more twitching

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Diagnosed with hfs about 3 yrs ago and kept reasonably in check by Botox. 2 wks ago, twitching now on other side as well and leg. Any ideas

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  • Posted

    Simon,

    I suffered from HFS for 20 years.  I only experienced twitching and eye closing on left side of my face.  I had Botox injections for 10 years and truly wish I had not taken that route.  Gradually the Botox weakened my facial muscles.  It also caused the left side of my mouth to droop.  I had surgery, MVD, 10 weeks ago.  The hemi-facial spasm is completely gone.   I feel like myself again and wish I had the surgery 10 years ago.  Getting Botox is just putting a bandaid on the  problem.  It does not address the cause.  I saw a wonderful neurosurgeon in Philadelphia, Pennsylvania where I live.  I strongly recommend that you discuss your HFS with a neurosurgeon who specializes in that area.   MVD is the way to go!

    Sue

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  • Posted

    Not sure if you've had an MRI to rule out other causes Simon?  It is possible to have HFS on both sides but, by all accounts, very rare.  I've not heard of anyone with leg spasms associated with HFS but have heard of people with something called a 'tic disorder' which causes involuntary movements elsewhere in the body.  Hope your neurologist or neurosurgeon will be able to shed some light on this.  I've noticed that a lot of people have had worsening spasms over Christmas, which is, after all, a very stressful time for most people.  Hope you can take it easy and that they unusual movements will disappear of their own accord.
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    • Posted

      The other conditions which spring to mind are blepherospasm and dystonia Simon.  I have very limited knowledge of these conditions but it might be worth looking up the symptoms.  I am not a medic and only pick up information from reading these HFS forums.
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  • Posted

    Hi Simon, As Roseann mentioned it is really rare to have hfs both sides, also I have never heard go it affecting a leg. I would diffentately get further checks. Botox is just a bandaid as all the other alternatives. MVD is the only way out but in saying that it's a scarey operation with possible complications.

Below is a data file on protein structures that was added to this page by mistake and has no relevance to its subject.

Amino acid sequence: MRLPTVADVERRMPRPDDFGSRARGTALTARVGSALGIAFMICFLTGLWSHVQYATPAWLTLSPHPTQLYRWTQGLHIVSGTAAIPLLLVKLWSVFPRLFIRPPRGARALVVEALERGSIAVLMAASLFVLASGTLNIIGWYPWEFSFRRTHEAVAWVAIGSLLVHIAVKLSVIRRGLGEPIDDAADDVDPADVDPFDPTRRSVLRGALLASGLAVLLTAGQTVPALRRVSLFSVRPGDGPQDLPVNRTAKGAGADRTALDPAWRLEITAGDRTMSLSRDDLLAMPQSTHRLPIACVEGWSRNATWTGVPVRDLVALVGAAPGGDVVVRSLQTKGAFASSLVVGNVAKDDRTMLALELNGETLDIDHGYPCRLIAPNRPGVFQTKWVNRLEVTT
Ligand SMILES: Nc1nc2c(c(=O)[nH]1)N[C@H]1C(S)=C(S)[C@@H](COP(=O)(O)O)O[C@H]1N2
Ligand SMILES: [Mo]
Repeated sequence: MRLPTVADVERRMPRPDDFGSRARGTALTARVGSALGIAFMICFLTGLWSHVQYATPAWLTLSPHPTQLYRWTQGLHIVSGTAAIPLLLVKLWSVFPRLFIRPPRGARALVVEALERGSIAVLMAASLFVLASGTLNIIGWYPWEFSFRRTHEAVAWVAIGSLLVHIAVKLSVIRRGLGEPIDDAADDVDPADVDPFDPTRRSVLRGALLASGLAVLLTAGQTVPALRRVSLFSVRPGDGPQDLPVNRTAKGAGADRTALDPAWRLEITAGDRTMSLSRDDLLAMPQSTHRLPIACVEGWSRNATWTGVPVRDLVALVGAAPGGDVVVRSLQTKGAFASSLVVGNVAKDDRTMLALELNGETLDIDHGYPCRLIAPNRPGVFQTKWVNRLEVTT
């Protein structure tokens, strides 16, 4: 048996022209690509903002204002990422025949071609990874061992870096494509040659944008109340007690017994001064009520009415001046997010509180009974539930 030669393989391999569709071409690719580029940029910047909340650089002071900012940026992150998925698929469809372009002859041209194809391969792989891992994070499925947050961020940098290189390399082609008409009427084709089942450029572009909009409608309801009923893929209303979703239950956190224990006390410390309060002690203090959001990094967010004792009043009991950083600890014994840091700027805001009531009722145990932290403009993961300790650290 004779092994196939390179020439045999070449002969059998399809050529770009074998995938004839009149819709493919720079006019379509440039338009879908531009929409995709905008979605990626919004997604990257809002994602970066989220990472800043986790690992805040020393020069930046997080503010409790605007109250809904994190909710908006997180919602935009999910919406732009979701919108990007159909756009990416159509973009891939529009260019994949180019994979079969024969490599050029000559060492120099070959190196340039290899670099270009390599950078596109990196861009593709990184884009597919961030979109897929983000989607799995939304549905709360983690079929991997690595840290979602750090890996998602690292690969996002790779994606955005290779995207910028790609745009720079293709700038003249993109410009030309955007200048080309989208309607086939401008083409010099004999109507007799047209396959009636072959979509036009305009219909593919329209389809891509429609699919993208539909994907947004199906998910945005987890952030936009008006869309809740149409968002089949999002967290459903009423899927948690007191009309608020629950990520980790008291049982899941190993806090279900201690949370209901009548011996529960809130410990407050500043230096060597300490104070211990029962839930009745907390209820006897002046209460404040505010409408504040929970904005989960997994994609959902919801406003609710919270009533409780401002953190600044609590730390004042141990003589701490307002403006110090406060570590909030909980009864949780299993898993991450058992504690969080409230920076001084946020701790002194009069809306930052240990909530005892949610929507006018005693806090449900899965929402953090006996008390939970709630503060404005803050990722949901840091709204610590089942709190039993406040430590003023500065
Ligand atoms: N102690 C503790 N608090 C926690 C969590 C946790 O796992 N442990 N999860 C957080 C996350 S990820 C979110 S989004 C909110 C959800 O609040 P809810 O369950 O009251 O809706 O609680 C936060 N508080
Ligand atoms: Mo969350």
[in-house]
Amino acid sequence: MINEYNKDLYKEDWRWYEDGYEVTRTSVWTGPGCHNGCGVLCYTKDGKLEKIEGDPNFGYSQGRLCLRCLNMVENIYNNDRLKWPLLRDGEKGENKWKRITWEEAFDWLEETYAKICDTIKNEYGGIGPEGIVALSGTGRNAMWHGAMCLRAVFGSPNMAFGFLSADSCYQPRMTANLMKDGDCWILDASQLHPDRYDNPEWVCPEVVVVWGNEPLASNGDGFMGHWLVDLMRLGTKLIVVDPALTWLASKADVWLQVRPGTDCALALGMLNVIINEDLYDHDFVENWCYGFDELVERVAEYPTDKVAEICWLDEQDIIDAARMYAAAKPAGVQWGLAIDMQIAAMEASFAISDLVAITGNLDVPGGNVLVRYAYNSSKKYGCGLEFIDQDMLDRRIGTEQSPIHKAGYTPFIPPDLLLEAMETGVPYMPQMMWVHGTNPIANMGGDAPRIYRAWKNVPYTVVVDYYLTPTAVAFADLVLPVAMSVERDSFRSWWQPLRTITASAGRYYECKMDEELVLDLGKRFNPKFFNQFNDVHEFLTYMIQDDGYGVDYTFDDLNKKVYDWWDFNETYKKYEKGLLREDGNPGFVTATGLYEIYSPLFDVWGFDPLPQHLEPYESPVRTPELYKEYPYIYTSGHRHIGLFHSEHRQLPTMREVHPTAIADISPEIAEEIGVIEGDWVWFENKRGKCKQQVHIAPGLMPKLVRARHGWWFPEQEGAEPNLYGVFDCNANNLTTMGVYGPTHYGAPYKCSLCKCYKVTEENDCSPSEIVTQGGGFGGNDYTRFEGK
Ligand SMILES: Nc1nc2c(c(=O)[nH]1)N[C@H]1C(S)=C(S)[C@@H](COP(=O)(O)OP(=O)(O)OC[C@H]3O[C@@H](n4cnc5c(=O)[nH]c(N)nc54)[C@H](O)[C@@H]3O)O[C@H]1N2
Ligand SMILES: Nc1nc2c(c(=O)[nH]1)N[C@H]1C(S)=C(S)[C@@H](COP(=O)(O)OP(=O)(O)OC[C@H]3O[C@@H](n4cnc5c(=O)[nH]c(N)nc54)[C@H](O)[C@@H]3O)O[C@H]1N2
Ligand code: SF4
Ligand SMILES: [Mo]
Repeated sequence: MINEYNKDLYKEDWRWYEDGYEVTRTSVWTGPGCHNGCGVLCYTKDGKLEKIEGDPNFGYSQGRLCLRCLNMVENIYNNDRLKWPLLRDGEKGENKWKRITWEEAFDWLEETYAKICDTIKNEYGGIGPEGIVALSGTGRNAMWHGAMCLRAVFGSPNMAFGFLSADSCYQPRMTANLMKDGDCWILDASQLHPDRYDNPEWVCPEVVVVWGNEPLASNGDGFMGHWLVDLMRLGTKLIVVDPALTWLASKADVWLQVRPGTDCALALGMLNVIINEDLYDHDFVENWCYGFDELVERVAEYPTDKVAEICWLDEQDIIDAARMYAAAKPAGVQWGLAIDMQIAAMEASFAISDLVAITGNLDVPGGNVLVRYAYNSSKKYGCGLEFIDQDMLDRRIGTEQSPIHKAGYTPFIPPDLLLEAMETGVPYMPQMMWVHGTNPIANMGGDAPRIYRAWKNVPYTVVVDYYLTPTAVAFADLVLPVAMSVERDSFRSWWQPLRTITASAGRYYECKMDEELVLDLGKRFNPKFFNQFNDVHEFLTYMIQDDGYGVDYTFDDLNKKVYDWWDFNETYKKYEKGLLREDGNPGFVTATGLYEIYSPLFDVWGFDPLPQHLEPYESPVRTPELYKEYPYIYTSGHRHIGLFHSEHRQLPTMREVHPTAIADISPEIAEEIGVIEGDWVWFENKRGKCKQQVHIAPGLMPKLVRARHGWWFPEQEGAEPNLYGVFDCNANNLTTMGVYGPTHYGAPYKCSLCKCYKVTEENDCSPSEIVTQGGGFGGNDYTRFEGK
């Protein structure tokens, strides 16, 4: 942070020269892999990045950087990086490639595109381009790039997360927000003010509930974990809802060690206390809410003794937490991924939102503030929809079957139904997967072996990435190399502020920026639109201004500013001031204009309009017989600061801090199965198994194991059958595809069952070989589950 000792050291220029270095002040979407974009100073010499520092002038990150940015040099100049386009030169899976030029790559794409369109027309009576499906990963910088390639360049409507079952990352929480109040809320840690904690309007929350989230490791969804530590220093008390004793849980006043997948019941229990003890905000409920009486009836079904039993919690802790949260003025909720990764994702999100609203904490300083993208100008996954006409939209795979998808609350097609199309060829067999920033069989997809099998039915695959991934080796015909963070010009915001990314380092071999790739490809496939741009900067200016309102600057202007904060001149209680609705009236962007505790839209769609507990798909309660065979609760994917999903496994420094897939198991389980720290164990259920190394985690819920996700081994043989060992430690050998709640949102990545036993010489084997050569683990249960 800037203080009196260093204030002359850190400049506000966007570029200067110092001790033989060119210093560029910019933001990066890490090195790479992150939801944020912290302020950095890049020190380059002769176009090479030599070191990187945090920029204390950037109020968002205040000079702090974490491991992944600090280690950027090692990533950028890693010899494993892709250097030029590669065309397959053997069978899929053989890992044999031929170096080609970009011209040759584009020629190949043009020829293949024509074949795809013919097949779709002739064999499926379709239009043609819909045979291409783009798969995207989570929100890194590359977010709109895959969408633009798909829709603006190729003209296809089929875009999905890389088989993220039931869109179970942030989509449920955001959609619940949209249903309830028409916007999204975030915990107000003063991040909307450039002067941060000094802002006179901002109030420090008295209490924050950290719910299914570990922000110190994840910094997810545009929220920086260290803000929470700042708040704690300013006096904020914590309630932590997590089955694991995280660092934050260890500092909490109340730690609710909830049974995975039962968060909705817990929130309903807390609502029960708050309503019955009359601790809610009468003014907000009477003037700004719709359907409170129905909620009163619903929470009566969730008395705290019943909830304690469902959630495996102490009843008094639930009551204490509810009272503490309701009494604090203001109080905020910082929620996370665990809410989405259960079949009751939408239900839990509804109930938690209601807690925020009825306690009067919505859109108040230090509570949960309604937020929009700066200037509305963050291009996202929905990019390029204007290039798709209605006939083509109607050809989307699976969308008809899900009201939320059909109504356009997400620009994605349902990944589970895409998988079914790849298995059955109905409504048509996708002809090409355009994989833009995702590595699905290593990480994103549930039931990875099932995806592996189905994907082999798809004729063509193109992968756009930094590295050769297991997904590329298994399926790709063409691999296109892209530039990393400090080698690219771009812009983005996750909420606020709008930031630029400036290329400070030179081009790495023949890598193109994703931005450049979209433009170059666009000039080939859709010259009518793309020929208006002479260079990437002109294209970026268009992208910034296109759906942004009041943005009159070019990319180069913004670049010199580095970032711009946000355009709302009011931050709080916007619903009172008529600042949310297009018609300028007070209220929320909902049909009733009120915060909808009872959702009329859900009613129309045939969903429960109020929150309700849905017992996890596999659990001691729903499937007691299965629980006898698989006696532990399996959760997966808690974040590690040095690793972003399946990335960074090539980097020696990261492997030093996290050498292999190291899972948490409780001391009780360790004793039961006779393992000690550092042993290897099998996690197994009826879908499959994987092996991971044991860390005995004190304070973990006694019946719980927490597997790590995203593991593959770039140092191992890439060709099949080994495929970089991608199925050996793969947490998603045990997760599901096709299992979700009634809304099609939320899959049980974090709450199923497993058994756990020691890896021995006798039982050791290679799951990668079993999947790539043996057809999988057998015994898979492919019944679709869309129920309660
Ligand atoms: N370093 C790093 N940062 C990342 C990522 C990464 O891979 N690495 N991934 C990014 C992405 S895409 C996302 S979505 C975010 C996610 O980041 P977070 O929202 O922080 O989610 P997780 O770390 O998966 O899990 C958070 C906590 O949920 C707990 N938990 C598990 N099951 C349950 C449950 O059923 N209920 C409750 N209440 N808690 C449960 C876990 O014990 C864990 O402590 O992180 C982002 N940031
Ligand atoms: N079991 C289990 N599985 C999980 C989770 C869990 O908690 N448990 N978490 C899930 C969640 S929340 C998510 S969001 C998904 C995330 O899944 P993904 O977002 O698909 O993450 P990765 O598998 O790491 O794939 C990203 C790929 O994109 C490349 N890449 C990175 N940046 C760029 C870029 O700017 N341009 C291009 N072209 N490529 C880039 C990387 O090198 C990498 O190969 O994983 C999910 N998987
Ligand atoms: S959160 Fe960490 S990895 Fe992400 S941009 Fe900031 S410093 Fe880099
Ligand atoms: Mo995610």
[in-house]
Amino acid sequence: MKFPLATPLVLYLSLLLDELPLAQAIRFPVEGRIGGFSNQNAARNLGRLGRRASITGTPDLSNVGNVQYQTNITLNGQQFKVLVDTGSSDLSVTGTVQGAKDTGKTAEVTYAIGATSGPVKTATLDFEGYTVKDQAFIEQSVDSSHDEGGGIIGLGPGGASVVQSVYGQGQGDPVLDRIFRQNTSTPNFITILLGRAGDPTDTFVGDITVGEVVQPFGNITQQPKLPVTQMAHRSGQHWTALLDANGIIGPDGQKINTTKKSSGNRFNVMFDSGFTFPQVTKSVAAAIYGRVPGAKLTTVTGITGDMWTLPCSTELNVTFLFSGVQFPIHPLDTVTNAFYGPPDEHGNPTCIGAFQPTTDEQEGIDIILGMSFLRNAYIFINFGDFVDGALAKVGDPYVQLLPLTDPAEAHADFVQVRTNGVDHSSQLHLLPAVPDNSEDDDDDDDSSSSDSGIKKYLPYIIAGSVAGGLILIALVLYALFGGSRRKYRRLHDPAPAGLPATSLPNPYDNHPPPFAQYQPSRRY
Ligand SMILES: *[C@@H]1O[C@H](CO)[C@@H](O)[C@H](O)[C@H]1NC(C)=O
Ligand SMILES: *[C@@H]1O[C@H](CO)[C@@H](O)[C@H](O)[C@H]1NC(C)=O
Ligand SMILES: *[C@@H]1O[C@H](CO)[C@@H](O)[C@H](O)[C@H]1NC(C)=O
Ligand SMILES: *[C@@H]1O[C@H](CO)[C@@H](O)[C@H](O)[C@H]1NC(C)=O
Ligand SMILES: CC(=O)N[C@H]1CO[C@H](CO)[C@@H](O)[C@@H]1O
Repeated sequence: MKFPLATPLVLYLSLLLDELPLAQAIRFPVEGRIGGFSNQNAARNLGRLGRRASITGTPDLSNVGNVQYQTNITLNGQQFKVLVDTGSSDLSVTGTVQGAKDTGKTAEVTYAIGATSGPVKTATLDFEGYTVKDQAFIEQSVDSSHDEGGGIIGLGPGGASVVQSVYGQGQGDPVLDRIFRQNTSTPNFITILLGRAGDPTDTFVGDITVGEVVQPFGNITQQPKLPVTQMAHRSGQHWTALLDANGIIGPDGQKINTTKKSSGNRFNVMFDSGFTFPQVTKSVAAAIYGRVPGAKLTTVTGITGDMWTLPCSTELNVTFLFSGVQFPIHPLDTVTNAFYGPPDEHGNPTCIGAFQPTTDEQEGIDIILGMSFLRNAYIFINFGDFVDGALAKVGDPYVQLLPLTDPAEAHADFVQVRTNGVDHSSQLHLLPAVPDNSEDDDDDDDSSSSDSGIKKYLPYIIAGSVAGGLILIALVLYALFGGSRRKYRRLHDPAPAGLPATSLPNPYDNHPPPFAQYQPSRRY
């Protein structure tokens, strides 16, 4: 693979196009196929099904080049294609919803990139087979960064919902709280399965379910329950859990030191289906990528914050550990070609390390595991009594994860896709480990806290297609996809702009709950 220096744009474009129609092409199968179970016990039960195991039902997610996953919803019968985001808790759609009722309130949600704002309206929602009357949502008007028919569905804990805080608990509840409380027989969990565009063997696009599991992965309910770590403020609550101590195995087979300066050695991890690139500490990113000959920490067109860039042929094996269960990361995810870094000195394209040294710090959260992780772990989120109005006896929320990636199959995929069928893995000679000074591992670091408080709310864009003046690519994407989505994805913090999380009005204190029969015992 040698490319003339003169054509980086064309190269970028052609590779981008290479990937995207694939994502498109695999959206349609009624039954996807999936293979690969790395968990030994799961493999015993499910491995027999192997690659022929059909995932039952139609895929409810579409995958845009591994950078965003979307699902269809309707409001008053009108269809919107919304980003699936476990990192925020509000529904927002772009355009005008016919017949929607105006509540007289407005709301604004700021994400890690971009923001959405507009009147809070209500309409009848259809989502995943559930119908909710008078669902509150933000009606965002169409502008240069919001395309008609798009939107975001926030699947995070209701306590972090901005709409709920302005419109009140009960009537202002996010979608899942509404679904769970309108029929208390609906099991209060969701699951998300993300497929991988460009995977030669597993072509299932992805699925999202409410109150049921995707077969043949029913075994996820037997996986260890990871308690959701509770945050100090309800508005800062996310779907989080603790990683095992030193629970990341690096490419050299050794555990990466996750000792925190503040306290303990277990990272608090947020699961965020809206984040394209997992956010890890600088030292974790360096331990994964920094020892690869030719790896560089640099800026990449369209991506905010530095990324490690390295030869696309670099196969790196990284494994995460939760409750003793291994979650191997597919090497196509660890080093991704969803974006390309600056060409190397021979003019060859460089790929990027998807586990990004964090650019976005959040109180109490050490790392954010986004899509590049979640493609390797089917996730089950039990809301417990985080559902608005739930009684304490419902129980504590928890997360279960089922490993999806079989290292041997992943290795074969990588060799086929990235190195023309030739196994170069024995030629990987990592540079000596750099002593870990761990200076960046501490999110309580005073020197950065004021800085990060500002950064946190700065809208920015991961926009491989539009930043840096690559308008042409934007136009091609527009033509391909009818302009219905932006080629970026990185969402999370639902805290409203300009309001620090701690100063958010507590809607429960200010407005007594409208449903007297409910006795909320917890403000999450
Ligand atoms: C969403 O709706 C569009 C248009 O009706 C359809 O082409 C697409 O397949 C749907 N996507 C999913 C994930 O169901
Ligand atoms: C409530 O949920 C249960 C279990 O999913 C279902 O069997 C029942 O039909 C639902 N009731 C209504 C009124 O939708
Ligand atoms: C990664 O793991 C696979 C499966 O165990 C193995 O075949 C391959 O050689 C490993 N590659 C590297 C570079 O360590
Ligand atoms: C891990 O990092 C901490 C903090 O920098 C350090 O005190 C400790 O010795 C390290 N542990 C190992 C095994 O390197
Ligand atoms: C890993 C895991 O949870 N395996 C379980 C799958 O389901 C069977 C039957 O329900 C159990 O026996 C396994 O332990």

i had mine 16 weeks ago. I went in very healthy and fit, I'm now deaf on op side, loud tinnitus which I finding harder to handle than hfs, to date I'm dizzy and out of balance I'm told balance will come back, hearing gone forever -it's been the worst imaginable 4 months.

    I'm spasm free that is the good news....as some folk end up with all the above and still have spasms...

    sorry HFS sucks!

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  • Posted

    Hi Simon, I've had HFS for 10 years & had botox for about 5 years which I stopped 18 months ago as it didn't really work in the end.  I'm waiting for my operation date which should be around March.  I've also had movement around my other eye on occassions over the past 4 years (very minimal), but lately it is progressing.  I have had my pre op tests and am hopnig to find results out when I go for my pre op assessment soon.  I'm not sure about your leg and suggest you get referred for MRI scan as there must be a connection. I will let you know my results and please let us know how you get on.  Good luck, Sue J  
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  • Posted

    Hi Simon,  I totally agree with Sue.  When I began having HFS symptoms my general practitioner refered me to a neurologist.  The neurologist recommended botox treatments, which nver worked.  He then started prescribing different prescription medications.  Te problem that I found with neurologist's, anyway the ones that I was referred to, is that the majority of them are arrogant.  After I did a lot of research I found that there was a surgeon on the other side of the state that I live in (Washington), that specialized in microvascular decompression surgery.  I contacted his office, explained my symptoms and they scheduled an appointment for me within a week. He said, "How have you been able to live with this all of these years?"  He told me to go back to my neurologist, get a referral and his office would schedule a date for sugery.  When I told my neurologist about this surgeon, he didn't even know his name.  Since the surgery I have been spasm free.  The problem with my HFS is that it affected my trigeminal nerve, so I was in constant pain and the years of twitching left me with nerve damage.  While I had HFS I had two of the teeth on my upper left side extracted hoping that it would relieve the pain.  My personal recommendation is if you know that you have HFS and it is getting worse ... get microvascular decompression surgery.  The sooner the better.

     

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  • Posted

    Simon,